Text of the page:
"How?" I cried as my husband lifted and carried me into the hospital bathroom, stopping to hoist my dead weight with his knee, my inert body rolling, unpredictable and clumsy as melons in a sack. Arms dangled helplessly from my sides, someone else's arms. For a moment, midhoist, someone else's fingertips grazed the linoleum floor. "How can you bear to see me this way?" I asked as Will cradled and wiped and washed my paralyzed being and hauled me back to the bed. "How can you stand it?"
He laid a cool hand on my forehead, hot from the rage of corticosteroids that were rushing through my bloodstream in an attempt to bring my engorged spinal cord down to functioning dimension. "Ellen," he answered. I closed my eyes in the dark and leaned against the sound of my own name.
"I was paralyzed when I met you," he said, placing each word faceup, like a card, "and you made me whole. You showed me that it was all right to be happy. So if I have to do this every day for the rest of my life, I'll do it gladly, because you made me see that I could."
I was paralyzed when I met you.
When I met you.
But I get ahead of myself. Begin at the middle.
By all accounts, it was a fine marriage. Not, perhaps, a googoo-gaga, chase-me sort of marriage, but a fine one. Over 12 years, the number of long, moist embraces in corners and ravaged, yearning looks at breakfast certainly waned, replaced instead with trips to Whole Foods and updates on work and sharp kicks under the table when Will forgot he wasn't supposed to mention the time the hostess, a fashion editor, had suffered a nervous breakdown and shown up to an important editorial meeting in her pajamas and slippers.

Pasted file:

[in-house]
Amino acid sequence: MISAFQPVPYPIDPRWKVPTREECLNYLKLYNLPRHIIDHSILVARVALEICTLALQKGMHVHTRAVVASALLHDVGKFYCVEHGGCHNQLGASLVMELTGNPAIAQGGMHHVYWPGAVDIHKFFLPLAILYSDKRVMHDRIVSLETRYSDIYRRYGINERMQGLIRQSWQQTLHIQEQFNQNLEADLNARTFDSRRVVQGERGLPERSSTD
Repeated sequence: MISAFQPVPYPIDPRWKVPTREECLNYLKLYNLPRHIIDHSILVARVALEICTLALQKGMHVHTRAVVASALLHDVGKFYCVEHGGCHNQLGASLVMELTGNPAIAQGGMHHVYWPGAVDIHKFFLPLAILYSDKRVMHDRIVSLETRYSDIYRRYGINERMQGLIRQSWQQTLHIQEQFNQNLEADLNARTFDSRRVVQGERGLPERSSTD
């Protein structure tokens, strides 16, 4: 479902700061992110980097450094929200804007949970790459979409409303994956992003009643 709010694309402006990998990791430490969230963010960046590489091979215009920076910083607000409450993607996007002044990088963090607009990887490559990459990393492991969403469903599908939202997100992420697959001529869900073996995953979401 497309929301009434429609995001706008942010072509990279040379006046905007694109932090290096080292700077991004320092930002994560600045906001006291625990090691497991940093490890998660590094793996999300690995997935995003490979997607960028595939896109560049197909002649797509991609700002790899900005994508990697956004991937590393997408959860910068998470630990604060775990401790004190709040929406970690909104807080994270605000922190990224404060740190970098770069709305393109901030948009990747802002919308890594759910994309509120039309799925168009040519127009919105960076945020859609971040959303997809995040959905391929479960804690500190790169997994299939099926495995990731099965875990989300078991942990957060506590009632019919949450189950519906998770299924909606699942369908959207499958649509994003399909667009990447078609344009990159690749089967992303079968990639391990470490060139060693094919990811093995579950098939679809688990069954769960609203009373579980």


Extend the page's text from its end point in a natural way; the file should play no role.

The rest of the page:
It was fine, though. We were fine. It is possible that we each sensed, in ways both acute and distant, that there might be something more out there, something thrilling and transforming. But the journey between out there and in here is formidable, and it can be difficult to navigate one's way between those two points. So we persevered, maybe without as much yearning and embracing and moistness, but we persevered with perseverance, stolid and forward facing.
How can you stand it?
Begin closer to the beginning.
We were an unlikely couple and the likeliest couple on earth. William Betts Dana was a Connecticut-born Yankee with all the rules that this implies; Ellen Jean Tien was an overachieving daughter of Chinese immigrants, with all the breaking of rules that this entails. Will Dana struggled to communicate; Ellen Tien struggled not to. Will analyzed; Ellen intuited. He let things go; I clasped them close.
When he stumbled over words trying to convey how he felt, I laughed heartlessly at him and told him to stop communicating and intuiting—to get off my turf—and to just let go.